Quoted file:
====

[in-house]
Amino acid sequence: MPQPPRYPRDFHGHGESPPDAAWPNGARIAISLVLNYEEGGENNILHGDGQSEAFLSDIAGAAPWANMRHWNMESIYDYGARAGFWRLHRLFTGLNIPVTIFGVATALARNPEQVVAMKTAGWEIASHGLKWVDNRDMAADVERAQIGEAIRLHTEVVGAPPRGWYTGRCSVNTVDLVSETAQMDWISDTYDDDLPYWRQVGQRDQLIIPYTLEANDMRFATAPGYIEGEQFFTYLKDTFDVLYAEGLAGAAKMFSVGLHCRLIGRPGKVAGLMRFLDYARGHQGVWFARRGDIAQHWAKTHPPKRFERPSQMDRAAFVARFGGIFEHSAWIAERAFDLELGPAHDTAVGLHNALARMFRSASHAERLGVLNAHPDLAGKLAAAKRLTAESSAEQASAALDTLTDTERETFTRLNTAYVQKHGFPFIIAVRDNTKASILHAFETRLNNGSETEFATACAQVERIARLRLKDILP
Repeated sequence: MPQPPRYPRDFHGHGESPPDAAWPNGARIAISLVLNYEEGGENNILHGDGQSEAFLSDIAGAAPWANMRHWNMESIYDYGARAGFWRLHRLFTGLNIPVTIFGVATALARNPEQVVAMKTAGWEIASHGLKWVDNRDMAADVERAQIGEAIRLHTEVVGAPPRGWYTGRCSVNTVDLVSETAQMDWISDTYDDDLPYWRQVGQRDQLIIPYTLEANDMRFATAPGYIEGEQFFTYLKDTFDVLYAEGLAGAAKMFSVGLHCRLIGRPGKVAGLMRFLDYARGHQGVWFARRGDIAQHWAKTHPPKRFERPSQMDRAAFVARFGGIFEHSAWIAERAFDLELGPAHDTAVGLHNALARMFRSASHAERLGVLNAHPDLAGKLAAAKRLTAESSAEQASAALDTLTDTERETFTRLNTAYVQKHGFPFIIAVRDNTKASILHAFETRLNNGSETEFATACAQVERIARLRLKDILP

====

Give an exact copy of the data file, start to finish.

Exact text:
[in-house]
Amino acid sequence: MPQPPRYPRDFHGHGESPPDAAWPNGARIAISLVLNYEEGGENNILHGDGQSEAFLSDIAGAAPWANMRHWNMESIYDYGARAGFWRLHRLFTGLNIPVTIFGVATALARNPEQVVAMKTAGWEIASHGLKWVDNRDMAADVERAQIGEAIRLHTEVVGAPPRGWYTGRCSVNTVDLVSETAQMDWISDTYDDDLPYWRQVGQRDQLIIPYTLEANDMRFATAPGYIEGEQFFTYLKDTFDVLYAEGLAGAAKMFSVGLHCRLIGRPGKVAGLMRFLDYARGHQGVWFARRGDIAQHWAKTHPPKRFERPSQMDRAAFVARFGGIFEHSAWIAERAFDLELGPAHDTAVGLHNALARMFRSASHAERLGVLNAHPDLAGKLAAAKRLTAESSAEQASAALDTLTDTERETFTRLNTAYVQKHGFPFIIAVRDNTKASILHAFETRLNNGSETEFATACAQVERIARLRLKDILP
Repeated sequence: MPQPPRYPRDFHGHGESPPDAAWPNGARIAISLVLNYEEGGENNILHGDGQSEAFLSDIAGAAPWANMRHWNMESIYDYGARAGFWRLHRLFTGLNIPVTIFGVATALARNPEQVVAMKTAGWEIASHGLKWVDNRDMAADVERAQIGEAIRLHTEVVGAPPRGWYTGRCSVNTVDLVSETAQMDWISDTYDDDLPYWRQVGQRDQLIIPYTLEANDMRFATAPGYIEGEQFFTYLKDTFDVLYAEGLAGAAKMFSVGLHCRLIGRPGKVAGLMRFLDYARGHQGVWFARRGDIAQHWAKTHPPKRFERPSQMDRAAFVARFGGIFEHSAWIAERAFDLELGPAHDTAVGLHNALARMFRSASHAERLGVLNAHPDLAGKLAAAKRLTAESSAEQASAALDTLTDTERETFTRLNTAYVQKHGFPFIIAVRDNTKASILHAFETRLNNGSETEFATACAQVERIARLRLKDILP